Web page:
Monday, January 25, 2016

Spirituality vs Religion - the Great Debate circa 2005.

I originally wrote this in 2005, in response to someone who had asked me to explain in further detail my beliefs concerning the difference between Spirituality and Religion.  This is the whole text, except where I called the person by name, and requested he not be sarcastic in asking for further information.

Formating has been edited from that in the original email to facilitate ease of reading.


Besides, I said "a" path towards enlightenment.. not "the" path. 

I no more believe that there is a single path to enlightenment than I believe that there is any singular manner of "correctly" practicing BDSM as kink, or any single way of perceiving a dominant/submissive dynamic between any given individuals.  (Do I believe that there is "one right way" for ME? certainly - unfortunately, that right way for me seems to be directly at odds with the "right way" for practically everyone else who is part of the human species, especially those who are most caught up in the conventionality of definitions and roles!)  
I am not, specifically, an atheist - a better term would perhaps be agnostic (the jury still isn't in, for lack of sufficient evidence in either direction) or more likely eclectic Gnostic.  I do acknowledge that there is potentially a "higher" entity.  Not "god" in the sense that religion would have us to believe - some anthropomorphized, better than human human.  But something so outside the realm of current human comprehension that it could very well be "god like" in it's capacity for creation, foresight, and knowledge.
Ascribing human emotions, human motivations, or human concerns - even a concern for humanity - to such an entity has always seemed to me to be a two fold problem of species ego combined with some bizarre need to limit things to the easily comprehensible.  Here, we go back to that age old instinctive Fear response when faced with the unknown or incomprehensible.  Relegate it to terms, and conditions, which even the simplest mind can understand and you remove much of the fear.
Am I necessarily "fit" to determine who is and who isn't on a path towards enlightenment?  Obviously not, since I'm simply another human being.  
Do I have a better than average grasp on the difference between Spirituality and Religion?  I like to think I do, simply from the amount of time I've spent on the subject as part of my philosophical/esoteric/paranormal studies.  I am, however, by no means Through with those studies nor do I ever expect to BE through with them.  There's simply to much material out there to be easily covered in a single lifetime.  I'm definitely NOT a Religious person, and haven't been since I reached an age of self determination and ability to study for myself.  I rejected Christianity - along with Judaism, Islam, and all other forms of organized, clearly defined, and restrictive religious view - once I'd done sufficient study on my own to know that they were all simply too limiting in the greater scope of existence.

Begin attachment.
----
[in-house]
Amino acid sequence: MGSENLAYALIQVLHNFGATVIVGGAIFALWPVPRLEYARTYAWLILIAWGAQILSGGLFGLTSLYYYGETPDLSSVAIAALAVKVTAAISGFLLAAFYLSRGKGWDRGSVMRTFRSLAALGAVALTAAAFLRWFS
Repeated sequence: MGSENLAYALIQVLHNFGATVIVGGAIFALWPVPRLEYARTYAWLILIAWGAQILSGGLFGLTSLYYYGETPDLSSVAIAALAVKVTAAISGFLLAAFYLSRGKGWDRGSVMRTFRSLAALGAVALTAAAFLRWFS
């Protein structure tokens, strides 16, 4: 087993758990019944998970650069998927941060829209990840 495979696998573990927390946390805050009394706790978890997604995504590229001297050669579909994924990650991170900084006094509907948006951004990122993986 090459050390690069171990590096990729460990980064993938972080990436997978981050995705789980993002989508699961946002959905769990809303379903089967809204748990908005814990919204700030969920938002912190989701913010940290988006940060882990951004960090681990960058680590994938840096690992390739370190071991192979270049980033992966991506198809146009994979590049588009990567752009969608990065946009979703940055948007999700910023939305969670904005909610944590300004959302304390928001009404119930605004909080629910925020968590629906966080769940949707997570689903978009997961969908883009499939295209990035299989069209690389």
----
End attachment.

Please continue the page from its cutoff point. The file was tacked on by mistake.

I reached That point by the time I was 12, btw.... I was fortunate in having parents who encouraged my study of a wide variety of religious viewpoints, and who insisted that I question, and then search until I found satisfactory answers to those questions.  I've read the bible cover to cover, as well as doing some of my own translation work from the original Aramaic, Greek, and Hebrew. (Did that as a joint project with my father at the age of 17, during summer break from school between my sophomore and junior years.) 
 I've read the Koran through from cover to cover, though I have yet to get around to doing any of my own translation work on that from the original Aramaic.  (Someday, eventually, when I have time and don't have 20billion other irons in the fire lol)  I've studied several of the Krishnic and Hindu texts, though not as extensively as I'd like to. (Again - someday, hopefully lol)  
 I've put in time studying various texts that have been specifically Excluded from the Judaeo-Christian bible, most of which were deleted during the conclaves held in the reign of Constantine.  (A man who murdered his wife and son; made lunar sects, prophecy and private meditation illegal; and then adopted Christianity as his "official" religion just before death out of fear that one of the sects he had wiped out <"the pure" is what they called themselves, devotes of a spider deity, actually> were actually correct about certain things, after encouraging the erection of temples to himself and an association between himself and the sun.  His political dictates played a significant role in what was - and what wasn't - included in the officially sanctioned texts that were included in the current bible.)  
And I've spent a lot of time studying the works of early philosophers and some of the less than conventional 'lunar' religions that are often lumped under the heading of "new age" or 'pagan' religions.